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Thread: Lagranges mean value Theorem

  1. #1
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    Lagranges mean value Theorem

    State the Langrage mean value theorem .Hence show that
    $\displaystyle e^x>1+x$ , x>0
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    MHF Contributor kalagota's Avatar
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    Quote Originally Posted by zorro View Post
    State the Langrage mean value theorem .Hence show that
    $\displaystyle e^x>1+x$ , x>0
    apply MVT to the function $\displaystyle f(x) = e^x$ on the interval $\displaystyle [0,x]$
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  3. #3
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    Could u check if its right or no

    Quote Originally Posted by kalagota View Post
    apply MVT to the function $\displaystyle f(x) = e^x$ on the interval $\displaystyle [0,x]$

    Use Langrange MVT

    $\displaystyle
    f'(c) = \frac{e^x - 1}{x}
    $

    What should i do next mate ......I am totally clueless from here on
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  4. #4
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    Quote Originally Posted by zorro View Post
    Use Langrange MVT

    $\displaystyle
    f'(c) = \frac{e^x - 1}{x}
    $

    What should i do next mate ......I am totally clueless from here on
    next, you should state completely what the mean Value Theorem says since you have stated/used only part of it.

    Then, from the equation you posted it follows that $\displaystyle e^x = 1 + e^c x$ (the steps should be basic at this level and are left for you to fill in). Since c > 0 the required result easily follows.
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    My work ,please let me know what i have done wrongly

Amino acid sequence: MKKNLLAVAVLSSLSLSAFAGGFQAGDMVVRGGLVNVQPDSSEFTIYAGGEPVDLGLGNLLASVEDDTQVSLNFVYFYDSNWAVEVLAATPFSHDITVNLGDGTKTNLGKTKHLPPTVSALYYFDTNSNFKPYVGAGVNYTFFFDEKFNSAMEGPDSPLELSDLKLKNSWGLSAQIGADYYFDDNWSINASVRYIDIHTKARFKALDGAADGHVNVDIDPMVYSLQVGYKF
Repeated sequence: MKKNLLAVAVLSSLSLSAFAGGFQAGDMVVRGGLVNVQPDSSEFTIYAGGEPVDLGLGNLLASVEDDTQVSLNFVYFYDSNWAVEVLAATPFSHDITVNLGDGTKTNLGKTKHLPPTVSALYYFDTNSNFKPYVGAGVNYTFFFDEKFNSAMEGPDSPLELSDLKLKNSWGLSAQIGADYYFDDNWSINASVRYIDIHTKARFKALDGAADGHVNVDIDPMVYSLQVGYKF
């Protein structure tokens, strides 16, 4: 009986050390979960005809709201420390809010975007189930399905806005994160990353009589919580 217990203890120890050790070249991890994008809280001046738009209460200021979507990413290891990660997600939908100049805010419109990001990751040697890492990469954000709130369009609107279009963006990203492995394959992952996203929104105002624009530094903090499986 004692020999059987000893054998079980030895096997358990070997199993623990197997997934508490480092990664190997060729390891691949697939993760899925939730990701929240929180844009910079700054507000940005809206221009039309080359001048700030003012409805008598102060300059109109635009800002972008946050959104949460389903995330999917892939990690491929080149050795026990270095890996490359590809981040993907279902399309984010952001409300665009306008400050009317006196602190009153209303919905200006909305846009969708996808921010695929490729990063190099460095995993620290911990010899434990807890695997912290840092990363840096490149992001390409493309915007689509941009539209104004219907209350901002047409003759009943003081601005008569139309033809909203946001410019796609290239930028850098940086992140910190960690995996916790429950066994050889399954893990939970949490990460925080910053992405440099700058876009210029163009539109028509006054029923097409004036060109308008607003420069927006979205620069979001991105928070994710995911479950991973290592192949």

Quote Originally Posted by mr fantastic View Post
    next, you should state completely what the mean Value Theorem says since you have stated/used only part of it.

    Then, from the equation you posted it follows that $\displaystyle e^x = 1 + e^c x$ (the steps should be basic at this level and are left for you to fill in). Since c > 0 the required result easily follows.
    $\displaystyle [a,b] = [0,x]$

    $\displaystyle f(b) = e^x $

    $\displaystyle f(a) = e^0 = 1$

    $\displaystyle f'(c) = \frac{f(b) - f(a)}{b - a} = \frac{f(x) - f(0)}{x-0} = \frac{e^x - 1}{x}$

    is this right ?
    between [0,x] what should i put as the c
    could u please explain me or provide me with a link through which i could understand .....I am a little weak with the Lagrange MVT .....
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    Quote Originally Posted by zorro View Post
    $\displaystyle [a,b] = [0,x]$

    $\displaystyle f(b) = e^x $

    $\displaystyle f(a) = e^0 = 1$

    $\displaystyle f'(c) = \frac{f(b) - f(a)}{b - a} = \frac{f(x) - f(0)}{x-0} = \frac{e^x - 1}{x}$

    is this right ?
    between [0,x] what should i put as the c
    could u please explain me or provide me with a link through which i could understand .....I am a little weak with the Lagrange MVT .....
    You want to arrive at an inequality $\displaystyle e^x> x+ 1$, not an equation. What is the smallest possible value for f(c) on $\displaystyle [0, \infty)$?
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    Quote Originally Posted by zorro View Post
    $\displaystyle [a,b] = [0,x]$

    $\displaystyle f(b) = e^x $

    $\displaystyle f(a) = e^0 = 1$

    $\displaystyle f'(c) = \frac{f(b) - f(a)}{b - a} = \frac{f(x) - f(0)}{x-0} = \frac{e^x - 1}{x}$

    is this right ?
    between [0,x] what should i put as the c
    could u please explain me or provide me with a link through which i could understand .....I am a little weak with the Lagrange MVT .....
    f(x) = e^x => f'(x) = e^x => f'(c) = e^c. Substitute this into then go back and read my previous post.
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    Is this correct

    Quote Originally Posted by HallsofIvy View Post
    You want to arrive at an inequality $\displaystyle e^x> x+ 1$, not an equation. What is the smallest possible value for f(c) on $\displaystyle [0, \infty)$?